Dealing with grief before loss

Discussion in 'I care for a person with dementia' started by Cheekycow, Feb 28, 2017.

  1. Cheekycow

    Cheekycow Registered User

    Feb 8, 2016
    15
    I'm really struggling with grief even though mum is still with us. She is now in a nursing home and I visit regularly but I miss her. I miss being able to pick up the phone and hearing her voice on a daily basis. I miss being able to discuss things with her. I miss having a laugh with her.

    I hang on desperately to the very rare moments that I feel I have mum back but the overwhelming feeling of loss whilst someone is still here is unbearable.
     
  2. lemonjuice

    lemonjuice Registered User

    Jun 15, 2016
    1,535
    England
    #2 lemonjuice, Feb 28, 2017
    Last edited: Feb 28, 2017
    Couldn't just read this and not answer.

    I too am coping with the loss of my mother but 'physically she is still here. She's been in her NH for 5 years now. It's 2 and a half years since my mother has said anything, smiled at me or squeezed my hand in response. It truly is overwhelming difficult at times and I cry for her release from this.
    However it seems she still wants to live and fights through all the emergencies.
    I've had to 'back off' visiting, I just can't bear to see her. Often I don't recognise her and certainly my feisty, outspoken mother died years ago.
    It was her birthday on Sunday and as usual after an ASC she had her eyes open, which she hadn't for the past 2-3 months, but she just stares and doesn't respond. It seems the carers do occasionally get a response and so I have to realise that effectively my mother sees the NH staff more as family than her natural family.
    The mother I had is indeed dead, our relationship with each other seems to be broken but her body continues and it is really, really hard.
     
  3. Cat27

    Cat27 Volunteer Moderator

    Feb 27, 2015
    10,344
    Merseyside
  4. lemonjuice

    lemonjuice Registered User

    Jun 15, 2016
    1,535
    England
    #4 lemonjuice, Feb 28, 2017
    Last edited: Feb 28, 2017

    Thanks for referencing that thread. I note Saffie's post "Grief may be felt when you gradually lose someone to dementia but at least they are still here in person and you are involved in their lives, even when in a nursing home, and you can help them to make the best of the life they have left which can be of some consolation, no matter how little.

    To me, it is nothing like the absolute grief you feel when you lose that loved person forever.
    "

    One can get to that stage even before the physical death and it's that 'grief', as I posted above, that I struggle with particularly. My mother is truly lost and we just have to wait for the last few signs of life to close down.

    That post which mentioned 'living in limbo' is so true. I feel guilt that I wish I could say that final Goodbye and finally have closure, yet that evades us.
     
  5. Nut

    Nut Registered User

    Sep 30, 2013
    35
    Norfolk
    Am grieving too as Mum struggles and gradually, little by little, leaves us. It is horrible and endlessly sad. My guess is that many many of us feel that too.


    Sent from my iPad using Talking Point
     
  6. Cat27

    Cat27 Volunteer Moderator

    Feb 27, 2015
    10,344
    Merseyside
    It's heartbreaking isn't it?
    I lost my dad in October but I grieved the loss of him for a good 12 months before. I just wanted my old dad back.
     
  7. Saffie

    Saffie Registered User

    Mar 26, 2011
    22,499
    Female
    Near Southampton
    I also said

    As for grief. It is really a multi-faceted concept isn't it with love and guilt, loneliness and regret, all mixed up in it and as such it is different for everybody.

    However, I still miss my husband every day and although it was so distressing to see him graduallly lose his life in every way, sometimes I just wish I could jump in the car and drive to his nursing home just as I used to do every afternoon until he finally left me 2 years and 8 months ago.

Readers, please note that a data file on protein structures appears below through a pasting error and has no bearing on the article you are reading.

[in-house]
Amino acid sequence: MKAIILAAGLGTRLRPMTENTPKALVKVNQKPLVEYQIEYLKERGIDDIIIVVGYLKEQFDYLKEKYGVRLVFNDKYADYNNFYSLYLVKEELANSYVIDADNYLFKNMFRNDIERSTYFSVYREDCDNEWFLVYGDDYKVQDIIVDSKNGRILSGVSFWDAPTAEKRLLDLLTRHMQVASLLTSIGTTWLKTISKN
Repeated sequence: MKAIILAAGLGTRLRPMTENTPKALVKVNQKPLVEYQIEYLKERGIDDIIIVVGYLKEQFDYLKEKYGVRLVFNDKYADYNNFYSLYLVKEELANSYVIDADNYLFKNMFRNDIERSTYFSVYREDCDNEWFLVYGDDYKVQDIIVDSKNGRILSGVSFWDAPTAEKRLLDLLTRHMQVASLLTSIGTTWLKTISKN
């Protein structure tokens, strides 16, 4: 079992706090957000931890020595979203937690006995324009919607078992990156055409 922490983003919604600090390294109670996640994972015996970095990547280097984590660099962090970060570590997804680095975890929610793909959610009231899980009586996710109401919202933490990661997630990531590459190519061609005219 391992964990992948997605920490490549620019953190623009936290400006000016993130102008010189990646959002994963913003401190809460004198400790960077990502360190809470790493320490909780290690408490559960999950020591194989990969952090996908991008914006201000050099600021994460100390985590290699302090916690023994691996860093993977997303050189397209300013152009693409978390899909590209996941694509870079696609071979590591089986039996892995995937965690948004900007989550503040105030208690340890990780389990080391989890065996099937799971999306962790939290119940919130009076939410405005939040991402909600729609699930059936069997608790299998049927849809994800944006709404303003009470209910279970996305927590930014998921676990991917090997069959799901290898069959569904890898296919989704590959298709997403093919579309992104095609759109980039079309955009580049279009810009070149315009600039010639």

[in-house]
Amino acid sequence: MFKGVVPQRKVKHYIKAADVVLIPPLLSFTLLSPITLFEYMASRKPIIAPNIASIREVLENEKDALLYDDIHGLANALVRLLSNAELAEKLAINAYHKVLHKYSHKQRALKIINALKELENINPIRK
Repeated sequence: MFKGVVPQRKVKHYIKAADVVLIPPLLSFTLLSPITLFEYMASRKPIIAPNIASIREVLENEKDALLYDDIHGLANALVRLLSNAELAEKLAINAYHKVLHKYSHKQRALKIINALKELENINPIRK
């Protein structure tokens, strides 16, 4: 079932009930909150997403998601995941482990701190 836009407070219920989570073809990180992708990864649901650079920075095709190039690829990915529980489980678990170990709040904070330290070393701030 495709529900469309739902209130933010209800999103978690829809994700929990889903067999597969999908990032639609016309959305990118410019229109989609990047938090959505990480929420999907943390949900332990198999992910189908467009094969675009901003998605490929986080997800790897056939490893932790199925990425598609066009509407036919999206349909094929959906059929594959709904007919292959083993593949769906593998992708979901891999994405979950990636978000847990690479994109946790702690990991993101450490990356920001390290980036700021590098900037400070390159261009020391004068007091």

8. irismary

    irismary Registered User

    Feb 7, 2015
    499
    West Midlands
    I get an overwhelming sense of grief sometimes. Both OH and mom have Alzheimer's and I am losing them both day by day. Its hard work now and sad and horrible but what after? When will it be, how will it be. I sobbed on Christmas day as I was too poorly to go to my brother's for dinner as planned with mom - first time ever that I have not been with her on Christmas day and as she is 93 and frail it could be her last. My lovely husband tried to console me but didn't really understand because of his Alzheimer's. Mom forgot quickly, enjoyed getting her presents a few days later and we all got together on New years day but it hurt so badly. I always felt I didn't grieve when my dad died 25 years ago as I had to look after mom, and he would have wanted that, now husband and mom are slipping away. Sorry I've rambled on.
     
  9. Georgina63

    Georgina63 Registered User

    Aug 11, 2014
    954
    Hi Cheekycow, it's so difficult. I'm experiencing this with Mum and Dad bothof whom have AD and it's a continuing thing as there are so many losses! There is a book by Pauline Boss called 'Loving someone with dementia', which describes this really well and which I found helpful. I think recognising that we are experiencing grief is a good thing even if it doesn't feel like it's making it any better. Sending wishes. Gx
     
  10. LadyA

    LadyA Registered User

    Oct 19, 2009
    13,540
    Ireland
    It is a grief, and a loss, watching someone you love gradually slipping away from you. It is that sadness for their situation and suffering, and grief for the loss of the relationship we should be enjoying with them because they're still here, but that's denied to us because of their illness, and grief too for all they have lost. All those things need to be grieved. It does feel different though from the grief of the final loss. You think you're prepared and ready, and you've been grieving for so long, and watching for so long. But I think that while part of us knows that the person is dying, the gradual deterioration, the long illness, one infection after another, each one somehow recovered from- part of us doesn't believe it's ever really going to happen. We kind of enter the Twilight zone between life and death and think this is how it is going to be from now on, and it's never going to change. But of course it does, and we find we have a new type of grief to deal with.

    Wishing all of you who are now in the twilight zone peace. xx

    Sent from my Moto G Play using Talking Point mobile app
     
  11. Saffie

    Saffie Registered User

    Mar 26, 2011
    22,499
    Female
    Near Southampton